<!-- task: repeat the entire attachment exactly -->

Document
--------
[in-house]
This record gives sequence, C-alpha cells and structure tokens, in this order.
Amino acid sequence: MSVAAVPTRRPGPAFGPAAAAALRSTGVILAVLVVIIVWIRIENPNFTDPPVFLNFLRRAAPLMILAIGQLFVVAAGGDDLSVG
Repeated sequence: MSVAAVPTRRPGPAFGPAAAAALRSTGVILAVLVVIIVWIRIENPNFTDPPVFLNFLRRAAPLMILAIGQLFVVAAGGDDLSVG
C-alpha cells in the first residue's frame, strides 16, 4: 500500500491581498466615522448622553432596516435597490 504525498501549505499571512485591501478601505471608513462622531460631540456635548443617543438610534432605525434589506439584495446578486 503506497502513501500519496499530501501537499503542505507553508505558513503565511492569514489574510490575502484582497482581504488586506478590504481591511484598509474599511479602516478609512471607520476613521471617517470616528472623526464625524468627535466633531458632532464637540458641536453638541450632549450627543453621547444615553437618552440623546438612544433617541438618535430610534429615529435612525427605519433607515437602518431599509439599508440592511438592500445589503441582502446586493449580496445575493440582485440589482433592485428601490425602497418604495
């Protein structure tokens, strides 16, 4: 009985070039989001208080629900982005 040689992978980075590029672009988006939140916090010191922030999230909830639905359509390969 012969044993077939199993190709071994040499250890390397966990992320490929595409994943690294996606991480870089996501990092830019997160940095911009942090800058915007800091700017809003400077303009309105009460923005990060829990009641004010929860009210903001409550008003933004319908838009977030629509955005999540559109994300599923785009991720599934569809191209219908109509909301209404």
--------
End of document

[in-house]
This record gives sequence, C-alpha cells and structure tokens, in this order.
Amino acid sequence: MSVAAVPTRRPGPAFGPAAAAALRSTGVILAVLVVIIVWIRIENPNFTDPPVFLNFLRRAAPLMILAIGQLFVVAAGGDDLSVG
Repeated sequence: MSVAAVPTRRPGPAFGPAAAAALRSTGVILAVLVVIIVWIRIENPNFTDPPVFLNFLRRAAPLMILAIGQLFVVAAGGDDLSVG
C-alpha cells in the first residue's frame, strides 16, 4: 500500500491581498466615522448622553432596516435597490 504525498501549505499571512485591501478601505471608513462622531460631540456635548443617543438610534432605525434589506439584495446578486 503506497502513501500519496499530501501537499503542505507553508505558513503565511492569514489574510490575502484582497482581504488586506478590504481591511484598509474599511479602516478609512471607520476613521471617517470616528472623526464625524468627535466633531458632532464637540458641536453638541450632549450627543453621547444615553437618552440623546438612544433617541438618535430610534429615529435612525427605519433607515437602518431599509439599508440592511438592500445589503441582502446586493449580496445575493440582485440589482433592485428601490425602497418604495
């Protein structure tokens, strides 16, 4: 009985070039989001208080629900982005 040689992978980075590029672009988006939140916090010191922030999230909830639905359509390969 012969044993077939199993190709071994040499250890390397966990992320490929595409994943690294996606991480870089996501990092830019997160940095911009942090800058915007800091700017809003400077303009309105009460923005990060829990009641004010929860009210903001409550008003933004319908838009977030629509955005999540559109994300599923785009991720599934569809191209219908109509909301209404």